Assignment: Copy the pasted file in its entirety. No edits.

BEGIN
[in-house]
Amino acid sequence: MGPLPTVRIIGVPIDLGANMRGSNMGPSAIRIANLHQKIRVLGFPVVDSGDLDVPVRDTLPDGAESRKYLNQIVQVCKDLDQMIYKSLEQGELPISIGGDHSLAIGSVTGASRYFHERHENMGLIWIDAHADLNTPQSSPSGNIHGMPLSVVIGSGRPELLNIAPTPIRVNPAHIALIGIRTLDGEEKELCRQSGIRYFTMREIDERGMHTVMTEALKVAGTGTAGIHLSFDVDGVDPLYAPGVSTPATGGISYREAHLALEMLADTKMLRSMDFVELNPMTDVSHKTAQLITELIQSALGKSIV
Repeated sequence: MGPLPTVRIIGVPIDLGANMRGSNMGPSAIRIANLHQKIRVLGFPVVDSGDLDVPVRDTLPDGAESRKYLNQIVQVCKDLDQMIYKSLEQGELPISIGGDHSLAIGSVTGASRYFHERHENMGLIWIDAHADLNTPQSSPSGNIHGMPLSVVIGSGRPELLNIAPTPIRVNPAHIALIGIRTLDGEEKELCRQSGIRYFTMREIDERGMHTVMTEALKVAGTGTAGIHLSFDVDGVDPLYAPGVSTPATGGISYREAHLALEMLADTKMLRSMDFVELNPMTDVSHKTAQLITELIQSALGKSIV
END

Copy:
[in-house]
Amino acid sequence: MGPLPTVRIIGVPIDLGANMRGSNMGPSAIRIANLHQKIRVLGFPVVDSGDLDVPVRDTLPDGAESRKYLNQIVQVCKDLDQMIYKSLEQGELPISIGGDHSLAIGSVTGASRYFHERHENMGLIWIDAHADLNTPQSSPSGNIHGMPLSVVIGSGRPELLNIAPTPIRVNPAHIALIGIRTLDGEEKELCRQSGIRYFTMREIDERGMHTVMTEALKVAGTGTAGIHLSFDVDGVDPLYAPGVSTPATGGISYREAHLALEMLADTKMLRSMDFVELNPMTDVSHKTAQLITELIQSALGKSIV
Repeated sequence: MGPLPTVRIIGVPIDLGANMRGSNMGPSAIRIANLHQKIRVLGFPVVDSGDLDVPVRDTLPDGAESRKYLNQIVQVCKDLDQMIYKSLEQGELPISIGGDHSLAIGSVTGASRYFHERHENMGLIWIDAHADLNTPQSSPSGNIHGMPLSVVIGSGRPELLNIAPTPIRVNPAHIALIGIRTLDGEEKELCRQSGIRYFTMREIDERGMHTVMTEALKVAGTGTAGIHLSFDVDGVDPLYAPGVSTPATGGISYREAHLALEMLADTKMLRSMDFVELNPMTDVSHKTAQLITELIQSALGKSIV